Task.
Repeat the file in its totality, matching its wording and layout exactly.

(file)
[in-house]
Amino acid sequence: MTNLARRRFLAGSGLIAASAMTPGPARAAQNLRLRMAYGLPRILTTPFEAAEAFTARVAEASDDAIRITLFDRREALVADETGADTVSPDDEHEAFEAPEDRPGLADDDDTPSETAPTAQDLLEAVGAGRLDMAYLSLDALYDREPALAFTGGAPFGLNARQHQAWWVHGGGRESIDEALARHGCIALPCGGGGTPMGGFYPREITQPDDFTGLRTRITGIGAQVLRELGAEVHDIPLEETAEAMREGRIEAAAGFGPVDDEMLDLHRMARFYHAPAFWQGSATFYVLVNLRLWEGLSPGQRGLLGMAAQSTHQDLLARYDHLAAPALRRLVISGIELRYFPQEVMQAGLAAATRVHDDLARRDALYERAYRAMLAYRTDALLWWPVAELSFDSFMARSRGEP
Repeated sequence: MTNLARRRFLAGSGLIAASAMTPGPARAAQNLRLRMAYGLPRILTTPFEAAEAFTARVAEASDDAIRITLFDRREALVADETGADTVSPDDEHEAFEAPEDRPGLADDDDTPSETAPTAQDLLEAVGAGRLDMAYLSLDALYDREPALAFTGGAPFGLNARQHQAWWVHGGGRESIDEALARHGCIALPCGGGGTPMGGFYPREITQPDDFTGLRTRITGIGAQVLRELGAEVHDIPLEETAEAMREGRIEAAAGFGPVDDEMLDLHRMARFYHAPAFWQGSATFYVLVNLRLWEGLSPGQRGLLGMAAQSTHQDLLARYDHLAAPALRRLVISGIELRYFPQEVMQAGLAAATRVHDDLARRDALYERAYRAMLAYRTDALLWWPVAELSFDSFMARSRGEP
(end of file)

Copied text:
[in-house]
Amino acid sequence: MTNLARRRFLAGSGLIAASAMTPGPARAAQNLRLRMAYGLPRILTTPFEAAEAFTARVAEASDDAIRITLFDRREALVADETGADTVSPDDEHEAFEAPEDRPGLADDDDTPSETAPTAQDLLEAVGAGRLDMAYLSLDALYDREPALAFTGGAPFGLNARQHQAWWVHGGGRESIDEALARHGCIALPCGGGGTPMGGFYPREITQPDDFTGLRTRITGIGAQVLRELGAEVHDIPLEETAEAMREGRIEAAAGFGPVDDEMLDLHRMARFYHAPAFWQGSATFYVLVNLRLWEGLSPGQRGLLGMAAQSTHQDLLARYDHLAAPALRRLVISGIELRYFPQEVMQAGLAAATRVHDDLARRDALYERAYRAMLAYRTDALLWWPVAELSFDSFMARSRGEP
Repeated sequence: MTNLARRRFLAGSGLIAASAMTPGPARAAQNLRLRMAYGLPRILTTPFEAAEAFTARVAEASDDAIRITLFDRREALVADETGADTVSPDDEHEAFEAPEDRPGLADDDDTPSETAPTAQDLLEAVGAGRLDMAYLSLDALYDREPALAFTGGAPFGLNARQHQAWWVHGGGRESIDEALARHGCIALPCGGGGTPMGGFYPREITQPDDFTGLRTRITGIGAQVLRELGAEVHDIPLEETAEAMREGRIEAAAGFGPVDDEMLDLHRMARFYHAPAFWQGSATFYVLVNLRLWEGLSPGQRGLLGMAAQSTHQDLLARYDHLAAPALRRLVISGIELRYFPQEVMQAGLAAATRVHDDLARRDALYERAYRAMLAYRTDALLWWPVAELSFDSFMARSRGEP